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Pet First Aid Tips

It’s every pet owner’s worst nightmare–their pet has gotten into something he shouldn’t, or is injured, and they don’t know what to do. It’s important to be aware of common accidents and injuries pets can face in their own home, and how you can treat their injuries and illnesses. Here are some simple pet first aid tips that will help you stay prepared.

Have Key First Aid Items on Hand

Use a pet first aid checklist to make sure that you have key first aid items on hand, all in one place, and you always know where they are. The most important items are:

● Non-stick, sterile bandages and gauze

● Tweezers

● Adhesive tape for bandages or gauze

● Activated charcoal

● Milk of magnesia

● Hydrogen peroxide 3%

● Eyedropper, oral syringe, or turkey baster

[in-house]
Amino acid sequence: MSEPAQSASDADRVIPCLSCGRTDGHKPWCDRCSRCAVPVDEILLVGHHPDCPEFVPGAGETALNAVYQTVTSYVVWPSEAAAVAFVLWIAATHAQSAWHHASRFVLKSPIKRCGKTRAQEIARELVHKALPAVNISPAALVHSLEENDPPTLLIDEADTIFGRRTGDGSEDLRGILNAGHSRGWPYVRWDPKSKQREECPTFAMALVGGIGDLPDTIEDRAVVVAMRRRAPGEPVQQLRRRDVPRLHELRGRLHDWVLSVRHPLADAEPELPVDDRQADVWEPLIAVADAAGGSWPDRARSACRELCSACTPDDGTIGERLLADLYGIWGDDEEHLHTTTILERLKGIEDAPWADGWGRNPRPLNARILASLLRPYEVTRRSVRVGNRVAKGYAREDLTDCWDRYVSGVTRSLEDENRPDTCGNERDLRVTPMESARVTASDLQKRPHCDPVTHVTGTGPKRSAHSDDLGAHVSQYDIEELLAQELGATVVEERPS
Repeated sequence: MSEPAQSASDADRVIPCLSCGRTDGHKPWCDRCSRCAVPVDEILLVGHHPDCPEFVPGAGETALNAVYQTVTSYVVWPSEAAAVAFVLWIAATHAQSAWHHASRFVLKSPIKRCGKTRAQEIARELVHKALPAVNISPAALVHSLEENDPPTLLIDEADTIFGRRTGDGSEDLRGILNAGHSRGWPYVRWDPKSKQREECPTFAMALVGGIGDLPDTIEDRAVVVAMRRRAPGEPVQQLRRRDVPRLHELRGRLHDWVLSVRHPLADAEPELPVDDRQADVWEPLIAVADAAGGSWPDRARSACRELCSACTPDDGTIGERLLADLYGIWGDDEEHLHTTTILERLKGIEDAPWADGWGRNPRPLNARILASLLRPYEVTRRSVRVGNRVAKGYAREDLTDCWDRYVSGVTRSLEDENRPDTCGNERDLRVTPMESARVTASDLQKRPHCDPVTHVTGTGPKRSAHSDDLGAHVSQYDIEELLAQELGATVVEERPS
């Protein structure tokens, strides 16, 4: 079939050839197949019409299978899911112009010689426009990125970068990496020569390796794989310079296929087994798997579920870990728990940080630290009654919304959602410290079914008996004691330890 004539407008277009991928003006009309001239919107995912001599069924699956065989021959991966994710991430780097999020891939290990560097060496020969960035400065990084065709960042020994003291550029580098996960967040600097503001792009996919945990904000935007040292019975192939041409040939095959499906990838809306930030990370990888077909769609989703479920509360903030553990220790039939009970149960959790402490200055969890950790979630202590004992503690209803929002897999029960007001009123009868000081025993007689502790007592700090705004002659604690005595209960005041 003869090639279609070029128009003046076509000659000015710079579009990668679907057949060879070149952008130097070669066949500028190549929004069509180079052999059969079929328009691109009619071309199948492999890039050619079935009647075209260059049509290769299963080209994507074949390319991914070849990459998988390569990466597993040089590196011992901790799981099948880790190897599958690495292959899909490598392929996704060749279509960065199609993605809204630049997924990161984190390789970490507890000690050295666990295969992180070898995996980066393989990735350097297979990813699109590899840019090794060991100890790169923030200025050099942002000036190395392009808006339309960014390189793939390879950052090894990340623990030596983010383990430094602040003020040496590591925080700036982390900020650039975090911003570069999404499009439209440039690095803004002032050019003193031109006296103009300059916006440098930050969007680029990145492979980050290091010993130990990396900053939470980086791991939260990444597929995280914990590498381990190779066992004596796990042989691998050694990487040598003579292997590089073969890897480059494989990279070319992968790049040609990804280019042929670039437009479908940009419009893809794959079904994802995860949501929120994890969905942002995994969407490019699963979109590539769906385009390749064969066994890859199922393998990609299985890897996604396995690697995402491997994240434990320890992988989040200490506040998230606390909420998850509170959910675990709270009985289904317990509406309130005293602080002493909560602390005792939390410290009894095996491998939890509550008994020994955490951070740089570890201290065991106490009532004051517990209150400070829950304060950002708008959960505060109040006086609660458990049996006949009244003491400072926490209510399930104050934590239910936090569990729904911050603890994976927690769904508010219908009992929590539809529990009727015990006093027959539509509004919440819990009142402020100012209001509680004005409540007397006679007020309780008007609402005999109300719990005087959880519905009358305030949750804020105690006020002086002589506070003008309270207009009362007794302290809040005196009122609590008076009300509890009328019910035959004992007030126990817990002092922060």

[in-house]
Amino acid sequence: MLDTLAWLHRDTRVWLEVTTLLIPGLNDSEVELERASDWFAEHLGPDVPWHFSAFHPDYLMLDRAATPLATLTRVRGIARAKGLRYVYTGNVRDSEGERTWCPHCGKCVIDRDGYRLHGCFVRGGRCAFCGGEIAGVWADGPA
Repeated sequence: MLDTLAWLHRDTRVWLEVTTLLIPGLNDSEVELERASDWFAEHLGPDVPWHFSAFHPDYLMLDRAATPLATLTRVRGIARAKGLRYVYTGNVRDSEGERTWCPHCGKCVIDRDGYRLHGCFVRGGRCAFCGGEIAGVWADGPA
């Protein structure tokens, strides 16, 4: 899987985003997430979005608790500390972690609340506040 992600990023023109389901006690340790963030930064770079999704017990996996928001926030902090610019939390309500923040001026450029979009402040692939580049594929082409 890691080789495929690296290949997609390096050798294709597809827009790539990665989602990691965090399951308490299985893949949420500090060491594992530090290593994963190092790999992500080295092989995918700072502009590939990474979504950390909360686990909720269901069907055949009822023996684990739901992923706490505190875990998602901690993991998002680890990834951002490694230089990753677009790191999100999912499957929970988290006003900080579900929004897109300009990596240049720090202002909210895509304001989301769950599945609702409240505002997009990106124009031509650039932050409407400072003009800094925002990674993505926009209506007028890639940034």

● Digital thermometer

● Muzzle

● Ice pack

● Antibiotic spray or ointment

● Alcohol wipes

● Saline eye solution and artificial tear gel

● Styptic powder

Know How to Stop Bleeding and Induce Vomiting

You should know basic pet first aid, including how to stop bleeding and induce vomiting. To stop bleeding, use a clean, thick gauze pad to cover the wound and apply pressure until the blood starts clotting. For minor bleeding or if the gauze doesn’t work, use styptic powder. For major bleeding, use a tourniquet and take your pet to the emergency veterinarian immediately. Do not use a tourniquet for more than 60 min. For poisoning, call your veterinarian for steps to induce vomiting. First call poison control, and then follow up with your veterinarian immediately afterwards. 

Recognize Pet Emergencies 

You should be aware of the warning signs of a pet emergency that requires professional medical attention from a veterinarian. Watch out for:

● Bloated or swollen abdomen

● Trouble breathing, extreme coughing, or choking

● Severe pain

● Seizures

● Trouble walking

● Disorientation, dizziness, or loss of consciousness

● Uncontrollable vomiting or diarrhea 

● Injury or inflammation of eye

If your pet is suffering from an emergency and needs more than simple at-home first aid, please bring him to an emergency veterinary hospital as soon as possible.